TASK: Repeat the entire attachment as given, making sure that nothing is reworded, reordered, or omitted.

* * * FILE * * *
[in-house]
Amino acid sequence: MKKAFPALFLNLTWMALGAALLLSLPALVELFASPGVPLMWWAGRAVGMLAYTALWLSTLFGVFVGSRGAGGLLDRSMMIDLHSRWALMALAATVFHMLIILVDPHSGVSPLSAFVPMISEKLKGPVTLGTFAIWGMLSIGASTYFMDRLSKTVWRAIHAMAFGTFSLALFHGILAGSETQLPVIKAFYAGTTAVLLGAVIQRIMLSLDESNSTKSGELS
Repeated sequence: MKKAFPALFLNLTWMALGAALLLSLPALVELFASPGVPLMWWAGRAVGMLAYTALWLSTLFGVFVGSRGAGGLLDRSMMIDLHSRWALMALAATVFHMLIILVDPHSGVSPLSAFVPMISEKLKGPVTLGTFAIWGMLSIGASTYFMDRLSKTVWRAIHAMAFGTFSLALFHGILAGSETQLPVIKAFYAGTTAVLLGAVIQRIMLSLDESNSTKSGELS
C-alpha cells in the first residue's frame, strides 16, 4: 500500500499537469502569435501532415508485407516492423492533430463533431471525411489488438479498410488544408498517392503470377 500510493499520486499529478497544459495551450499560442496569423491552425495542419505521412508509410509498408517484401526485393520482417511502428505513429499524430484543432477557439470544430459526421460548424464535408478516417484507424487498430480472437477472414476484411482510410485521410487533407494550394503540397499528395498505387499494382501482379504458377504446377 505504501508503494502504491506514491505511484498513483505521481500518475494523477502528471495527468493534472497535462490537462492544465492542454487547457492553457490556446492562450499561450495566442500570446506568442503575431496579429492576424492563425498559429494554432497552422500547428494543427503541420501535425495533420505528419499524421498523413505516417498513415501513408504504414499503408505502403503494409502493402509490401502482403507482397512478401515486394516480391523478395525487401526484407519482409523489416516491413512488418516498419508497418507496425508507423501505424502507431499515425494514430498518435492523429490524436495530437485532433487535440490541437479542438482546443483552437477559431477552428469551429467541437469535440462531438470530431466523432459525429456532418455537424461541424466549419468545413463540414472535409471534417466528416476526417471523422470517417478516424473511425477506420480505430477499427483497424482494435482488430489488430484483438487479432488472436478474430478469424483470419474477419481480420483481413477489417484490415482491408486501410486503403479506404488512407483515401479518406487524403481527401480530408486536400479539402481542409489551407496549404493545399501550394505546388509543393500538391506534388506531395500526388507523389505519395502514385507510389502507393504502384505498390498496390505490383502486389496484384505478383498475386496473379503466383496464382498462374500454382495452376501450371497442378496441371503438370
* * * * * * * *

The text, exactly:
[in-house]
Amino acid sequence: MKKAFPALFLNLTWMALGAALLLSLPALVELFASPGVPLMWWAGRAVGMLAYTALWLSTLFGVFVGSRGAGGLLDRSMMIDLHSRWALMALAATVFHMLIILVDPHSGVSPLSAFVPMISEKLKGPVTLGTFAIWGMLSIGASTYFMDRLSKTVWRAIHAMAFGTFSLALFHGILAGSETQLPVIKAFYAGTTAVLLGAVIQRIMLSLDESNSTKSGELS
Repeated sequence: MKKAFPALFLNLTWMALGAALLLSLPALVELFASPGVPLMWWAGRAVGMLAYTALWLSTLFGVFVGSRGAGGLLDRSMMIDLHSRWALMALAATVFHMLIILVDPHSGVSPLSAFVPMISEKLKGPVTLGTFAIWGMLSIGASTYFMDRLSKTVWRAIHAMAFGTFSLALFHGILAGSETQLPVIKAFYAGTTAVLLGAVIQRIMLSLDESNSTKSGELS
C-alpha cells in the first residue's frame, strides 16, 4: 500500500499537469502569435501532415508485407516492423492533430463533431471525411489488438479498410488544408498517392503470377 500510493499520486499529478497544459495551450499560442496569423491552425495542419505521412508509410509498408517484401526485393520482417511502428505513429499524430484543432477557439470544430459526421460548424464535408478516417484507424487498430480472437477472414476484411482510410485521410487533407494550394503540397499528395498505387499494382501482379504458377504446377 505504501508503494502504491506514491505511484498513483505521481500518475494523477502528471495527468493534472497535462490537462492544465492542454487547457492553457490556446492562450499561450495566442500570446506568442503575431496579429492576424492563425498559429494554432497552422500547428494543427503541420501535425495533420505528419499524421498523413505516417498513415501513408504504414499503408505502403503494409502493402509490401502482403507482397512478401515486394516480391523478395525487401526484407519482409523489416516491413512488418516498419508497418507496425508507423501505424502507431499515425494514430498518435492523429490524436495530437485532433487535440490541437479542438482546443483552437477559431477552428469551429467541437469535440462531438470530431466523432459525429456532418455537424461541424466549419468545413463540414472535409471534417466528416476526417471523422470517417478516424473511425477506420480505430477499427483497424482494435482488430489488430484483438487479432488472436478474430478469424483470419474477419481480420483481413477489417484490415482491408486501410486503403479506404488512407483515401479518406487524403481527401480530408486536400479539402481542409489551407496549404493545399501550394505546388509543393500538391506534388506531395500526388507523389505519395502514385507510389502507393504502384505498390498496390505490383502486389496484384505478383498475386496473379503466383496464382498462374500454382495452376501450371497442378496441371503438370